Suddenly it wasn't. That was the moment that encapsulated the whole thing. These two men were no longer just men, but something was speaking and listening in them that was greater than any individual.

And I saw a certain light there which I still see and I've been trying to explain ever since.  There was something very beautiful in that moment, what I could say is, it was both a metaphor-- and yet literally true,  well we poets call that a metonymy--- because wasn't Reb Zalman in effect speaking for the Jewish people and weren't you, Your Holiness listening for the Tibetan people and speaking for them as well... speaking their essence--  so the dialogue wasn't just at the human level.  For the angel of a nation , Maimonides teaches, is the essence of that nation, and now you ad Reb Zalman were speaking for just a moment essence to essence, in a dialogue that had never before ever happened at that level between these two unique peoples, the Tibetans and the Jews both of whom had tasted in the twentieth century exile and destruction.

That moment it really did seem as if these angels were talking to one another, the only way I think angels can, through two human beings who are open to astonishment, and who have the curiosity and the love to share soul to soul.

And that is the kind of dialogue I wish for Your Holiness as you come here to New Orleans, For if there's an angel of Tibet and an angel of Lhasa, surely there's an angel of the Jews and an angel of New Orleans. So I hope you will meet us not just as a people struggling with social problems or even ecological catastrophe though we clearly are, but also you will somehow meet the angel of New Orleans in some of us, and that we will somehow also feel the angel of Tibet speaking through you. Then the dialogue will not be just on one level-- and I hope there will be a dialogue-- it will be also on a deeper level.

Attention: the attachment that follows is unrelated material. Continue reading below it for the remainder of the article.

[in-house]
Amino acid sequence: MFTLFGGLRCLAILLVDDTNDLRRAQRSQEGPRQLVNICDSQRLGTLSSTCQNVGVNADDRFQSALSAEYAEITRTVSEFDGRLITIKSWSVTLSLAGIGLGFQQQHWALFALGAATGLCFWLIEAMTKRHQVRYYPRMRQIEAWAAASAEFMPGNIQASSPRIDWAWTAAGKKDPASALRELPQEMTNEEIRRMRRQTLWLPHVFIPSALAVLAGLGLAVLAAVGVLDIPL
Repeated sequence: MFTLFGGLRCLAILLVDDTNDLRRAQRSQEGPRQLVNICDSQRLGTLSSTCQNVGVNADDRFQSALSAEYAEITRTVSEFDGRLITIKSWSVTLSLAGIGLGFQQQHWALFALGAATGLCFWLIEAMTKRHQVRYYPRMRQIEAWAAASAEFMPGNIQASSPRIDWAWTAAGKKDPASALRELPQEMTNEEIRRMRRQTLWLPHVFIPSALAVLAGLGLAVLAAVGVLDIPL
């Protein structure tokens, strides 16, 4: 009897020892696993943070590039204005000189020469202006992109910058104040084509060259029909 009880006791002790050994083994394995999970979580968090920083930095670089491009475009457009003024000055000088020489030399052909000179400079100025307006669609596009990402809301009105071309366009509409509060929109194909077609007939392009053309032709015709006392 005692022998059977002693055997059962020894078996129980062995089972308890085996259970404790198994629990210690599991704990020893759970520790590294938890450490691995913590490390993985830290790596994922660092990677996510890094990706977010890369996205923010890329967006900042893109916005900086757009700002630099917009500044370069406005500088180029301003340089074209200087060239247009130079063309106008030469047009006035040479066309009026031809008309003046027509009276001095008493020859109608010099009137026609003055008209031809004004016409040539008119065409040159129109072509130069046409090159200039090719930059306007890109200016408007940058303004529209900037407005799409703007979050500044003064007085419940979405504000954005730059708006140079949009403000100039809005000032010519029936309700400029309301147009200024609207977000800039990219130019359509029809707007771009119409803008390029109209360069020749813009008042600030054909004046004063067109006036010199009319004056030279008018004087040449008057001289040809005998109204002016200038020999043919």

I know that the precious times when I've had the privilege to speak with you, I have felt the intensity of your presence, and the power of your listening.

I believe that is what you will bring to us here in New Orleans, the power of the quiet mind, shaped by the daily meditation and visualizations which are the precious spiritual values you and the Tibetan people carry-- and we hope thanks to you and them, that this will survive and will continue benefit human beings.
  I hope-- if we listen not just with our ears but our hearts-- we will learn from you  your own secrets of spiritual survival in exile, and perhaps also you will learn a little from us as well, how we live our New Orleans soul,  and even get a glimpse in the joy of our daily lives, in music, in dancing, in food and in our culture , of the angel of New Orleans.

Rodger Kamenetz is the author of The Jew in the Lotus